Cracking down on the private health insurance rebate should be just the beginning: Ian McAuley

In pre-budget periods rumours abound. Often the most unpalatable ideas come from the government itself, so that on budget night people can breathe a sigh of relief that they did not materialise.

We can be reasonably sure, however, that this year the Commonwealth will try to inject a short-term stimulus to the economy, while capping long-term commitments. It will be generous with outlays with a limited time span, and tight on those outlays and tax deductions which extend into the future.

It will also try to restore the revenue base. The expected deficit arises not only from stimulatory outlays, but also from a sharp fall in taxation revenues. In recent years revenues were sustained by taxes on company profits, as if the commodity boom would never end. These revenues, instead of being invested in education, infrastructure and environmental repair, were spent on what has come to be known as ‘middle class welfare’ — a misleading term, for some of the greatest benefits have gone to the very well off.

One such benefit has been the set of incentives for private health insurance. Most attention is centred on the 30 per cent rebate (extending to 40 per cent for older people). My estimate (based on AIHW projections of historical data) is that without any policy change the rebate will cost in excess of $5 billion in the coming year.  (Because of ‘commercial sensitivities’ the budget papers do not show projections of these outlays.)

The 30 per cent rebate is only part of the benefit, however. A far greater monetary incentive is the 1 per cent tax rebate for higher income earners holding private insurance (called, misleadingly, the ‘Medicare levy surcharge’). The income threshold for this surcharge is $70 000 for singles and $140 000 for families.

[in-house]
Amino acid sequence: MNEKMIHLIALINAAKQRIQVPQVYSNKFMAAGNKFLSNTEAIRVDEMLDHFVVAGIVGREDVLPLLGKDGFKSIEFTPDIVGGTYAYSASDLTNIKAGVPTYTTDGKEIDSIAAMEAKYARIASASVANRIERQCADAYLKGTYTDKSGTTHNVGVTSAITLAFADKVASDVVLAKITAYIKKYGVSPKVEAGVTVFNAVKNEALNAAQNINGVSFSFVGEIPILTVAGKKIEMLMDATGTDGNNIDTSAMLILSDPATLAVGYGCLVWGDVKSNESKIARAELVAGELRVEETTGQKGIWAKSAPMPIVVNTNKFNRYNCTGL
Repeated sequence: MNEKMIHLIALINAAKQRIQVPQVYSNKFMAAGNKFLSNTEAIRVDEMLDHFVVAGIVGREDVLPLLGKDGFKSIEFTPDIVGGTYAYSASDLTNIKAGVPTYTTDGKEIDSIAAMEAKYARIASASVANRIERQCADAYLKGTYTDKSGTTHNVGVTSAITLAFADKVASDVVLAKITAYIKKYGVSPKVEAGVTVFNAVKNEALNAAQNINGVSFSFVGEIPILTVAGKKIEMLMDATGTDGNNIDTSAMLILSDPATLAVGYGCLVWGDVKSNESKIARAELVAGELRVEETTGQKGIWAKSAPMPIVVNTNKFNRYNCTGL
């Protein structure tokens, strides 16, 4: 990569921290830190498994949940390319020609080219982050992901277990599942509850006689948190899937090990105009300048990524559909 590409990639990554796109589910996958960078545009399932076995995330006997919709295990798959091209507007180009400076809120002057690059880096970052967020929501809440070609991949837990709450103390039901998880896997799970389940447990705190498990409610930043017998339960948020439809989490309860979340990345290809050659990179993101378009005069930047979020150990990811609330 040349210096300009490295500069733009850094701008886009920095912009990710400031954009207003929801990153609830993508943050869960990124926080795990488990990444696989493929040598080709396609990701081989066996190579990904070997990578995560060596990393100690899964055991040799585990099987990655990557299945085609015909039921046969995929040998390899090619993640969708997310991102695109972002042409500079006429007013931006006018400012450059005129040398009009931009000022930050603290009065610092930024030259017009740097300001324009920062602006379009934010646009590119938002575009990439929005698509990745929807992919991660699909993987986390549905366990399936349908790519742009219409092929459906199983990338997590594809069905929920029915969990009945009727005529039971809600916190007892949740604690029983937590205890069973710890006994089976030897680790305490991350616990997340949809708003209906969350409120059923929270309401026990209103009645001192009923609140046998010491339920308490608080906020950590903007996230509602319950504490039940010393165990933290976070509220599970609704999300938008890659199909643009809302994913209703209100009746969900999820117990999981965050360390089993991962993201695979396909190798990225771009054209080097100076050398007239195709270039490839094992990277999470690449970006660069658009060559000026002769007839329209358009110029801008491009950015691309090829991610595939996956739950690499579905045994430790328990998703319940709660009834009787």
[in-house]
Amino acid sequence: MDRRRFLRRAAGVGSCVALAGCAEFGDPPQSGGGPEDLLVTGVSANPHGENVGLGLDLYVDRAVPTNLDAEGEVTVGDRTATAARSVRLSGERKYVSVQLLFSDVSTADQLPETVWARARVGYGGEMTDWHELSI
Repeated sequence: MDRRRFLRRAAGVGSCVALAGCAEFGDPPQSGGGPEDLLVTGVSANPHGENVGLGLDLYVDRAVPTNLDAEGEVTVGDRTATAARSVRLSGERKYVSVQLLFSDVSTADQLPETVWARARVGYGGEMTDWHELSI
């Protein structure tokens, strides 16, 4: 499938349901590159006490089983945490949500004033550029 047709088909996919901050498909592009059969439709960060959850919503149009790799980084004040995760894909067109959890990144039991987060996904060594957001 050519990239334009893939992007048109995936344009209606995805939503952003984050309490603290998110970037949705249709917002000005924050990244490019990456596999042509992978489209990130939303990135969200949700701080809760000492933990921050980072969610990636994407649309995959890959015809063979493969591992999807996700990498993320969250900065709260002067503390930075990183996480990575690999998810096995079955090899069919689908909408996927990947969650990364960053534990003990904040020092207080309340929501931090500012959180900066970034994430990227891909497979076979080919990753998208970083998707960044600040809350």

Last year the Commonwealth tried to lift the threshold for the surcharge from $50 000 to $100 000; after a long battle in the Senate a compromise was set at $70 000.

The very cheapest hospital policies (with exclusions and co-contributions) cost around $1000 a year, or $700 after the 30 per cent subsidy. That means anyone with an income above $70 000 is actually fully subsidised for holding private insurance.  Someone with an income of $200 000 is given a $2000 subsidy for holding private insurance, which is around the price of the most expensive cover on offer. Those with even higher incomes can get the most expensive insurance policies paid for and have money left over.

If the Commonwealth were guided by considerations of equity and economic efficiency, it would abolish all support for private health insurance. Private insurance does indeed take some demand off public hospitals, but it also draws resources out of public hospitals, which is why it has not eased waiting lists. It is administratively expensive and, as experience in other OECD countries shows, it is inflationary.

Above all, it is inequitable; essentially it is a subsidy for the better off to jump hospital queues. And for ancillary services such as dental care it penalises self-reliance, for those who pay for their own services do not enjoy the benefit of the 30 per cent subsidy.